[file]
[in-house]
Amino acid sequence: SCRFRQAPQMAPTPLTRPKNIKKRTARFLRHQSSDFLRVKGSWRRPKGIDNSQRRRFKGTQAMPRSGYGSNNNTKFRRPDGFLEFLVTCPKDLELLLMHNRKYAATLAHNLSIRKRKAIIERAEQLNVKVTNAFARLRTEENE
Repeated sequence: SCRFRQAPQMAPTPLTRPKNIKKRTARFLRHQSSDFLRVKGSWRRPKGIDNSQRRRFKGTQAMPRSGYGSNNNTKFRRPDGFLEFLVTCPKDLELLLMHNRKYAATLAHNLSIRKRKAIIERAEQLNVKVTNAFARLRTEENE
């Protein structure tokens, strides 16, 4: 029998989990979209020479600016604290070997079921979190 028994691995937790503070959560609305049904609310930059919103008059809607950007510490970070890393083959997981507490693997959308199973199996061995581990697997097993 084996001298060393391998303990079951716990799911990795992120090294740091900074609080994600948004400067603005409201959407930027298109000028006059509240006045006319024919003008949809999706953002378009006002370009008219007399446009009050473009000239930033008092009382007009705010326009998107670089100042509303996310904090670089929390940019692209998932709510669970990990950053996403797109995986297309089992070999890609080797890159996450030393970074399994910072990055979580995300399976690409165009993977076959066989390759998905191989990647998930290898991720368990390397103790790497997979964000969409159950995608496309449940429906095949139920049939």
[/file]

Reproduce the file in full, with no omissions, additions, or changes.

[in-house]
Amino acid sequence: SCRFRQAPQMAPTPLTRPKNIKKRTARFLRHQSSDFLRVKGSWRRPKGIDNSQRRRFKGTQAMPRSGYGSNNNTKFRRPDGFLEFLVTCPKDLELLLMHNRKYAATLAHNLSIRKRKAIIERAEQLNVKVTNAFARLRTEENE
Repeated sequence: SCRFRQAPQMAPTPLTRPKNIKKRTARFLRHQSSDFLRVKGSWRRPKGIDNSQRRRFKGTQAMPRSGYGSNNNTKFRRPDGFLEFLVTCPKDLELLLMHNRKYAATLAHNLSIRKRKAIIERAEQLNVKVTNAFARLRTEENE
């Protein structure tokens, strides 16, 4: 029998989990979209020479600016604290070997079921979190 028994691995937790503070959560609305049904609310930059919103008059809607950007510490970070890393083959997981507490693997959308199973199996061995581990697997097993 084996001298060393391998303990079951716990799911990795992120090294740091900074609080994600948004400067603005409201959407930027298109000028006059509240006045006319024919003008949809999706953002378009006002370009008219007399446009009050473009000239930033008092009382007009705010326009998107670089100042509303996310904090670089929390940019692209998932709510669970990990950053996403797109995986297309089992070999890609080797890159996450030393970074399994910072990055979580995300399976690409165009993977076959066989390759998905191989990647998930290898991720368990390397103790790497997979964000969409159950995608496309449940429906095949139920049939």